Landmark Memorandum of Understanding between directors of the W. Montague Cobb Research Laboratory and the National Human Genome Center

By Dr. Georgia Dunston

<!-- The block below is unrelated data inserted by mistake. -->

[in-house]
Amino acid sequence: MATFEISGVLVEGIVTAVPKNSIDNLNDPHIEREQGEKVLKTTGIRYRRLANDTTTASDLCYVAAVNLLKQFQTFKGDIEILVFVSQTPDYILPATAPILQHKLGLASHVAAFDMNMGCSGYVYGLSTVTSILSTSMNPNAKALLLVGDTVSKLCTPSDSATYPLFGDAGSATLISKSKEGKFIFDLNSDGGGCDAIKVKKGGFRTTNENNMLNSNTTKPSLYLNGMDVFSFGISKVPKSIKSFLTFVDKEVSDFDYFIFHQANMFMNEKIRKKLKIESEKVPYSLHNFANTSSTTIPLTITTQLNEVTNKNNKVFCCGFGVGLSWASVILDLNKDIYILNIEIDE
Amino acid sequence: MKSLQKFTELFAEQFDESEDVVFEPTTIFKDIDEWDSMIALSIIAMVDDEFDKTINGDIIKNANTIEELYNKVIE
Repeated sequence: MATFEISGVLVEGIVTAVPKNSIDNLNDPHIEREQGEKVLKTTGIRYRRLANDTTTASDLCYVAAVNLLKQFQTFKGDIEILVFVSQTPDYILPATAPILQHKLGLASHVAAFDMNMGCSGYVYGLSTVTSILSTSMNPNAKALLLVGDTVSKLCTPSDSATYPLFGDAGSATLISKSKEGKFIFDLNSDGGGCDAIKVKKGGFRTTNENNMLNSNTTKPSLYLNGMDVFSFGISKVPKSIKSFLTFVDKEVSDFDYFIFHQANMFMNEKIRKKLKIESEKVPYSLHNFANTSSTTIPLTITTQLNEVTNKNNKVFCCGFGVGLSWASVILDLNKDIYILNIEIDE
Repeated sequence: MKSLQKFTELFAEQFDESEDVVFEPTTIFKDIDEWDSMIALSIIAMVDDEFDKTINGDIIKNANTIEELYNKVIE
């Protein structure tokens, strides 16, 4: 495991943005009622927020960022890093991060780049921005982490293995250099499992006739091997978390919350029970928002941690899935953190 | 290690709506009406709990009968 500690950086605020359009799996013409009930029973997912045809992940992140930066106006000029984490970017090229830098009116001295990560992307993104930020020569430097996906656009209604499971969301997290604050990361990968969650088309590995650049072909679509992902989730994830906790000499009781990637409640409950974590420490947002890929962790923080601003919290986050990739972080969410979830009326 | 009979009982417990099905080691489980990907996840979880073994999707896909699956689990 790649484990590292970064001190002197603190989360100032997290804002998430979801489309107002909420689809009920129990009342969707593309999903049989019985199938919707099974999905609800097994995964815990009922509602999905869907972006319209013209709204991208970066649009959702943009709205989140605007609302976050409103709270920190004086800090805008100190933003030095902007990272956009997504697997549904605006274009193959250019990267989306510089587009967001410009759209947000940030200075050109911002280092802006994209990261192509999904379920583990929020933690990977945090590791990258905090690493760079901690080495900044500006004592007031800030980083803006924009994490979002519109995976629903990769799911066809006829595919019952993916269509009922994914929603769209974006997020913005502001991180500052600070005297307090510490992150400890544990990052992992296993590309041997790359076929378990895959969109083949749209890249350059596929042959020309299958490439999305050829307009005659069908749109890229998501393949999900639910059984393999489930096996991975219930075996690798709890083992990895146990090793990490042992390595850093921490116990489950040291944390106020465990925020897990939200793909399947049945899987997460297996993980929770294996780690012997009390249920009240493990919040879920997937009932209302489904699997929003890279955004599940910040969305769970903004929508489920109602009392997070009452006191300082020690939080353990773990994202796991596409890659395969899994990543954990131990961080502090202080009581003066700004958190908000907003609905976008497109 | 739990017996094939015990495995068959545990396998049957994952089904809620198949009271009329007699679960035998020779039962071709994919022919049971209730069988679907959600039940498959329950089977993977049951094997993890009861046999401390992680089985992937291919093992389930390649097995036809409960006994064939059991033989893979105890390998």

Dr. Fatimah L.C. Jackson’s recent announcement of the successful isolation of DNA from a Cob Collection individual who died 85 years ago is an exciting benchmark of the newly established Memorandum of Understanding (MOU) between Dr. Jackson, director of the W. Montague Cobb Research Laboratory and Dr. Georgia M. Dunston, founding director & director of molecular genetics in the National Human Genome Center (NHGC) at Howard University. This MOU facilitates the research collaboration and publication between the NHGC and the W. Montague Cobb Research Laboratory on studies of the genomics of the Cobb Collection (CC) and the New York African Burial Ground (NYABG). It is imperative that collaborative high quality research on genomics be published in peerreviewed journals on these collections. The initial goal undertaken in this MOU is the genomic analysis (i.e., extraction, sequencing, interpretation) of the CC and NYABG individuals. Moreover, this MOU formalizes a new foundation for collaborative interdisciplinary team research at Howard University between the Colleges of Arts and Sciences and Medicine that provides exciting new research, as well as research training opportunities at Howard University, for exploring how genome-enabled approaches are helping to rapidly advance our understanding of the complicated relationship between genotype, phenotype and the environment, particularly in health disparities. With its research focus on human genome variation expressed in population diversity and mission to explore the science and teach the knowledge of DNA sequence variation and its interaction with the environment in the causality, treatment, and prevention of diseases common in African Americans and the African Diaspora, the NHGC is uniquely positioned for this MOU research collaboration with the W. Montague Cobb Research Laboratory. Clearly, advances in whole genome science and next generation sequencing are changing the biological landscape of the social sciences and have catapulted biology and biomedical science into the mainstream of “Big Data Science” for public health and society. At this pivotal juncture in the evolution of DNA science and technologies and its application in clinical translation and health equity, this MOU is primed to provide leadership for America and the global community in the collection and analyses of genomicsbased “Big Data to Knowledge (BD2K)” relevant to emergent science and public policy on personalized genomics (i.e., President Barrack Obama’s 2015 Precision Medicine Initiative). ***